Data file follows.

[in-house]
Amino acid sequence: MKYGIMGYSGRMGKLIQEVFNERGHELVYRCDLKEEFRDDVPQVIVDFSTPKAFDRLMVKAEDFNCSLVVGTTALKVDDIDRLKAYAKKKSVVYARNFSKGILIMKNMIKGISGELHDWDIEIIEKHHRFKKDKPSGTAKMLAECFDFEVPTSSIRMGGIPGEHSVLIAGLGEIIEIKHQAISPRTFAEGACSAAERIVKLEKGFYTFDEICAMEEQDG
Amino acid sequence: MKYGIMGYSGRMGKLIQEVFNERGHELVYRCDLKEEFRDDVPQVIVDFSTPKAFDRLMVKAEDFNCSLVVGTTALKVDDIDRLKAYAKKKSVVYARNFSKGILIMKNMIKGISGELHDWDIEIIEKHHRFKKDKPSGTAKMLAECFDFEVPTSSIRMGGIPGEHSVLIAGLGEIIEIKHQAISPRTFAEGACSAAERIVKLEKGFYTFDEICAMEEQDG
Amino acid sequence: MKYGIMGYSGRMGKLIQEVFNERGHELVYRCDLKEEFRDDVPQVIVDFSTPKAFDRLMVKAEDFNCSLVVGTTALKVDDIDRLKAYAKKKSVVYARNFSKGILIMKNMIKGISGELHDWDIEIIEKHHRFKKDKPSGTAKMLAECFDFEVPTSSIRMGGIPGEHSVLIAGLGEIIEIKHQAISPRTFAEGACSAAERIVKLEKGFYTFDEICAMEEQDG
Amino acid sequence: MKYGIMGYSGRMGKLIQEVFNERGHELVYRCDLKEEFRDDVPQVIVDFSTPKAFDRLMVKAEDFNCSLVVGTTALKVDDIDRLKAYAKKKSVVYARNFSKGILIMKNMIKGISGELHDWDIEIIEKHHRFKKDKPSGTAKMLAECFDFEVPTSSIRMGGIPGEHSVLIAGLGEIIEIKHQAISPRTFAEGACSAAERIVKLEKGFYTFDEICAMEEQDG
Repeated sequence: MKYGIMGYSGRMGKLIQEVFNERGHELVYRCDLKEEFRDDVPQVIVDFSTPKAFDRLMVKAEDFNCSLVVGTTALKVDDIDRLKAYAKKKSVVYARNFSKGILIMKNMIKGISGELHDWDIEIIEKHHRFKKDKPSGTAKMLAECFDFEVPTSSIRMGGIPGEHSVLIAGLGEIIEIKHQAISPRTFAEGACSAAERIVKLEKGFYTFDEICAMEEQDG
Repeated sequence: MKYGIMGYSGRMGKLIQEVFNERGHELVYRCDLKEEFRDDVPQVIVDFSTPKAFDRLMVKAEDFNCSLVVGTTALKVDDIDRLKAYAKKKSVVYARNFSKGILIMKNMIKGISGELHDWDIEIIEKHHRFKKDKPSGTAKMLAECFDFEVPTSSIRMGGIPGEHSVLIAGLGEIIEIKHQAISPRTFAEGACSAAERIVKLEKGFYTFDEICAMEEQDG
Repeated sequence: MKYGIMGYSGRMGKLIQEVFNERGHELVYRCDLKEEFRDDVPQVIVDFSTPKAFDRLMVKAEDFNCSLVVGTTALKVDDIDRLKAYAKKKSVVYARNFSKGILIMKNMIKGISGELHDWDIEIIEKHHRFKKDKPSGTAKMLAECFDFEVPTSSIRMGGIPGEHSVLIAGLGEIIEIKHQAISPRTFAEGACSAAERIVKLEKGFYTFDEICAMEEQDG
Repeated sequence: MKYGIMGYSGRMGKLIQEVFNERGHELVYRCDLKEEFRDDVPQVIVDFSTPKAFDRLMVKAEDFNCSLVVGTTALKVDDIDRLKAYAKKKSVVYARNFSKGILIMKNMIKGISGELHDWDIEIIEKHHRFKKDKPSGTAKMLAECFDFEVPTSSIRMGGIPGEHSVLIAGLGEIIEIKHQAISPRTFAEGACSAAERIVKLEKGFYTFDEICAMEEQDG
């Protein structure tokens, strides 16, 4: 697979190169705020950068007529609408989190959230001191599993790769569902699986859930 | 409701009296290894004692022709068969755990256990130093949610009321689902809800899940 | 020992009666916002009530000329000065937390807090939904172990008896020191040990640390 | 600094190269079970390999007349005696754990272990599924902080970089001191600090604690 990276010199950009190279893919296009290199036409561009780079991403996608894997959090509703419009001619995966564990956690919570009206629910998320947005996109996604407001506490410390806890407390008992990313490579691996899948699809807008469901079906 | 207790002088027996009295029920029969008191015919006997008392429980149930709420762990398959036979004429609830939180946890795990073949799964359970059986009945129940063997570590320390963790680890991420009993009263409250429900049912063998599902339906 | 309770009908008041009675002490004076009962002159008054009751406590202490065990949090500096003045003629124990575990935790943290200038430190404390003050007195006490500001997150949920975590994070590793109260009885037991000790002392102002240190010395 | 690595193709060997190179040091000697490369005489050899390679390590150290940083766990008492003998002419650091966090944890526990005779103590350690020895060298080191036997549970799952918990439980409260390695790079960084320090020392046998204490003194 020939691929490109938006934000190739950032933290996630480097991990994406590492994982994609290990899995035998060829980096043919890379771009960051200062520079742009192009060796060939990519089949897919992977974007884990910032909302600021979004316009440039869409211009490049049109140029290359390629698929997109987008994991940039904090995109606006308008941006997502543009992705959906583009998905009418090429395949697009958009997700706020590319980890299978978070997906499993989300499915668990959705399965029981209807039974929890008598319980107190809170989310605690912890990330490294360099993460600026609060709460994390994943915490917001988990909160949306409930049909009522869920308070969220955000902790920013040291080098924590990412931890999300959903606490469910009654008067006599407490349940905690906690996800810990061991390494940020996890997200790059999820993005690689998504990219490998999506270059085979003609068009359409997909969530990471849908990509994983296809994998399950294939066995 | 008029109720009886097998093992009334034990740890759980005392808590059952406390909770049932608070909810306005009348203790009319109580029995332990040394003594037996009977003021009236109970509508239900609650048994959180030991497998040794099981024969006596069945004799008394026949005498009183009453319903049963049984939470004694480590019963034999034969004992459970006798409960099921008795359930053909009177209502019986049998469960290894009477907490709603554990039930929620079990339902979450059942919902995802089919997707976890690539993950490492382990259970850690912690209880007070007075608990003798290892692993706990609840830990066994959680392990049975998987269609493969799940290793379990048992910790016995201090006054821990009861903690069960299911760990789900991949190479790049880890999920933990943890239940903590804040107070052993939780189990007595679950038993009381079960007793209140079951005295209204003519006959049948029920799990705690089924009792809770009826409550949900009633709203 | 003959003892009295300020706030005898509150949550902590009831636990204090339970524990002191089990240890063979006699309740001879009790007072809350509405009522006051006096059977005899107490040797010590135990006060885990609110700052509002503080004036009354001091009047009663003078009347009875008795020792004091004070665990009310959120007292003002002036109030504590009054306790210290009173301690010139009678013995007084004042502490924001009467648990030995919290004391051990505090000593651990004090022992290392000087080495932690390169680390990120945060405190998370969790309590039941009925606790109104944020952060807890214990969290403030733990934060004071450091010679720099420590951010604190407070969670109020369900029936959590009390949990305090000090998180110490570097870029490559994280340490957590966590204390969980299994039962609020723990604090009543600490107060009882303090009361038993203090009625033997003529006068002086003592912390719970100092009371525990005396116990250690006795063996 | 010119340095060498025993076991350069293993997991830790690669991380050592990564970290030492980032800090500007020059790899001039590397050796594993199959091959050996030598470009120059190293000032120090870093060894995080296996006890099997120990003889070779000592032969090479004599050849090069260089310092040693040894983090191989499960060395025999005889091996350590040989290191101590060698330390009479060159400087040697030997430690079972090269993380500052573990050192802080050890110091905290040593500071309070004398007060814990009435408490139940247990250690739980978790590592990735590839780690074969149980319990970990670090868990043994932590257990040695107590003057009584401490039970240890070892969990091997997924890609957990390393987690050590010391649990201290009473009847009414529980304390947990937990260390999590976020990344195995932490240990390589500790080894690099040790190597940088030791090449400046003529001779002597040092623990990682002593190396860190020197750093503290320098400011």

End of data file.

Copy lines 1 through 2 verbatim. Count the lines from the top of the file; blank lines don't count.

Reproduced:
[in-house]
Amino acid sequence: MKYGIMGYSGRMGKLIQEVFNERGHELVYRCDLKEEFRDDVPQVIVDFSTPKAFDRLMVKAEDFNCSLVVGTTALKVDDIDRLKAYAKKKSVVYARNFSKGILIMKNMIKGISGELHDWDIEIIEKHHRFKKDKPSGTAKMLAECFDFEVPTSSIRMGGIPGEHSVLIAGLGEIIEIKHQAISPRTFAEGACSAAERIVKLEKGFYTFDEICAMEEQDG